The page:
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Well, that's good.
D: Once we started talking to each other and hanging out, and I told you my story, you were like, "Well, that's just not going to fly."
Um... what were you thinking?
M: Not thinking.
D: Not thinking. I'm a guy. Not thinking.
Like, when was that going to be something that you addressed?
D: I dunno — it was just all going to work out! Well, here's how it worked out: one day I came back to my fiance's apartment, and the picture of me that she had on the bureau was on the floor, smashed into a thousand pieces. It turned out Debbie had found out about your mom. [laughs] So that pretty much ended it.
M: She found out because she called you and you were at my place helping me hang curtains.
How long had you and Debbie been together and engaged?
D: Less than a year.
So you met at school?
D: We met maybe halfway through my sophomore year. I had met her parents, and the whole thing was, um... it was all... it was wrong. Her parents didn't like me — I was not their picture of who they wanted their daughter to marry. For one thing, I didn't have a job, and I was a musician. But more importantly, they were Jewish, I wasn't. And I actually had said, "Okay, I will convert to Judaism." Debbie and I went to this rabbi at BU and we sat there and told him the whole story. This was actually phenomenal — we got all done, and the rabbi just looked at me and he said, "You're just doing this for her parents, aren't you?" I was like, "Wow." You've just got to go with the truth, so I said yes. And he said, "I don't think it's the right thing to do." It was so impressive, because he was exactly right, and I knew he was right, and she pretty much knew he was right, but didn't want to admit it.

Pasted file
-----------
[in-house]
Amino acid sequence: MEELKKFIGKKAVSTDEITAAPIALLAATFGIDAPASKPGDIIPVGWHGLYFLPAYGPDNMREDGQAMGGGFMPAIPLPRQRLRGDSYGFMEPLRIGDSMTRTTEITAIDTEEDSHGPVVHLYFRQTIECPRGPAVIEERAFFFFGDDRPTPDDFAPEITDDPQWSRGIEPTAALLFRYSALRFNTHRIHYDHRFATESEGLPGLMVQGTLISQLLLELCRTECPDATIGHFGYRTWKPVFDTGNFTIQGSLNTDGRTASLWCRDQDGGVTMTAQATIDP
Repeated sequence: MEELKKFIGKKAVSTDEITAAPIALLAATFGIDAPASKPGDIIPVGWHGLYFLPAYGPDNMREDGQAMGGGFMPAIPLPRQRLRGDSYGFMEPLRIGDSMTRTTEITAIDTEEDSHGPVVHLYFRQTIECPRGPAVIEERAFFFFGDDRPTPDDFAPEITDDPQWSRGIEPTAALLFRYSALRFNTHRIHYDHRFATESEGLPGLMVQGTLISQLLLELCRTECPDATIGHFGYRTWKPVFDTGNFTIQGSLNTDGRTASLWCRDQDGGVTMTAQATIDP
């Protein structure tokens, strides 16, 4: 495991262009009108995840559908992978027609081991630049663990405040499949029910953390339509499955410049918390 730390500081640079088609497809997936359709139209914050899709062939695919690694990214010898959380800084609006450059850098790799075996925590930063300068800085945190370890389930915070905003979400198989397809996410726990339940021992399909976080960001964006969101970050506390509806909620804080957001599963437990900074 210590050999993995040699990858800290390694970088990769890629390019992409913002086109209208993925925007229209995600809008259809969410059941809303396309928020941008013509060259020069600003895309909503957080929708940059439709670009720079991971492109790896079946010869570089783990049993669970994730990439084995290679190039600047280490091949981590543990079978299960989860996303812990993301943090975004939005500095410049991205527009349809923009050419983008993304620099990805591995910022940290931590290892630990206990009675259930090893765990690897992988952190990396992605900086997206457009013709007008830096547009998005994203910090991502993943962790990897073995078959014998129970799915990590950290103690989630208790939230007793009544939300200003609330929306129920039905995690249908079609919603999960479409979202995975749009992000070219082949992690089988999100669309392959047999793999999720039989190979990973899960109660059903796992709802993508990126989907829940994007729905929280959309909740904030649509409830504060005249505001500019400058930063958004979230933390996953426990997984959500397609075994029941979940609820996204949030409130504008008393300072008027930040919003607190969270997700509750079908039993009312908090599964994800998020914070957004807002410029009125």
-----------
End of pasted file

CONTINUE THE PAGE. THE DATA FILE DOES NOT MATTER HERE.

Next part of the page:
He probably saw that kind of thing a lot.
D: Yeah, absolutely. So, that's how the whole thing started to unravel. By the time I met your mother, things had been slowly deteriorating in my relationship with Debbie.
Did you feel guilty?
D: Well, I think that Debbie was also not sure at that point that I was the right guy for her, so even though she exploded — justifiably, I might add — when she found out that I was interested in someone else, I think she also knew that we weren't really right for each other. How's that for rationalization?
You never actually lived together, so you didn't have to separate your stuff and move out and find a new place.
D: We each had our own apartments still. So it never got to that stage. But, we were engaged, technically, and I'm sure her parents were the happiest people in the world when they found out this wasn't going to work out. What's ironic is that Debbie ended up being a born-again Christian.
Did you give her a ring?
D: Yes, my high-school graduation ring, and she still has it.
Well, I wear the ring that she gave you!
D: Oh, the green one? Yeah. Good.
I wore it the other day. "With love, to my love. Debbie."
M: That's creepy. You should have that erased.
D: Melt that baby down!
So, after she smashed the picture, what was the timeline with you and Mom?
M: After that we started going out on real dates. And I'll tell you, he always made me laugh. I laughed nonstop.
D: We eventually moved in together. We lived together for a year, and that's when I graduated from the Conservatory, and then this opening came up for the Alabama Symphony Orchestra. There was a French horn opening and a violin opening, so we were like, "Okay, we'll both take the audition, and if we both get it, we'll move to Birmingham, and if only one of us gets it, we won't." So we gathered up our pennies, flew down there, and took the audition, and we both got it.
M: That's how we ended up going to Birmingham.
D: So, we're in the Alabama Symphony Orchestra telling everyone that we are married, because it was the Bible Belt in the mid-'70s, and you couldn't live together if you're not married. The funny part was going to get our driver's licenses in Alabama. They're like, "Okay, your name?" And she told them she wanted to use her professional name, her maiden name. They said, "Oh, but you're married?" And she said yeah. They said, "Well, you have to use your married name." And we weren't even married, but she said, "Okay!" And they go boom, and stick my last name on her legal ID. Didn't ask for a marriage certificate, nothing!
M: They didn't ask me for anything.
Isn't that a felony?
D: We just did what the Alabama Registry of Motor Vehicles told us to do!